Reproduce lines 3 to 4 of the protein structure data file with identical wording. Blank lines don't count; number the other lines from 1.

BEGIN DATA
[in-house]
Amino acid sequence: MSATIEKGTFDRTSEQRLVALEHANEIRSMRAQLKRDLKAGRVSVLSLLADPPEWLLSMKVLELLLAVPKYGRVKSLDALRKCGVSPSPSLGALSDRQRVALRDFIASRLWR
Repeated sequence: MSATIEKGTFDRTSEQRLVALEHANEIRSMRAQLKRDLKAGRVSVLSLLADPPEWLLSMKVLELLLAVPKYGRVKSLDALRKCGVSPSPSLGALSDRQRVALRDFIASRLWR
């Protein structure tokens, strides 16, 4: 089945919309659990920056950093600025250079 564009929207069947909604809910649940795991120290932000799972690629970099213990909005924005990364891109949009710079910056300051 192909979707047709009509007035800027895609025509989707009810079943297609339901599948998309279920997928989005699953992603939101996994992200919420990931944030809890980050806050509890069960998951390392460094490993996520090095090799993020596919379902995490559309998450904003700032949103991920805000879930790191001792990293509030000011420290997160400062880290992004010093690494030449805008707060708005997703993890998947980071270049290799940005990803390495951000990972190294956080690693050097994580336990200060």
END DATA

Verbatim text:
Repeated sequence: MSATIEKGTFDRTSEQRLVALEHANEIRSMRAQLKRDLKAGRVSVLSLLADPPEWLLSMKVLELLLAVPKYGRVKSLDALRKCGVSPSPSLGALSDRQRVALRDFIASRLWR
């Protein structure tokens, strides 16, 4: 089945919309659990920056950093600025250079 564009929207069947909604809910649940795991120290932000799972690629970099213990909005924005990364891109949009710079910056300051 192909979707047709009509007035800027895609025509989707009810079943297609339901599948998309279920997928989005699953992603939101996994992200919420990931944030809890980050806050509890069960998951390392460094490993996520090095090799993020596919379902995490559309998450904003700032949103991920805000879930790191001792990293509030000011420290997160400062880290992004010093690494030449805008707060708005997703993890998947980071270049290799940005990803390495951000990972190294956080690693050097994580336990200060």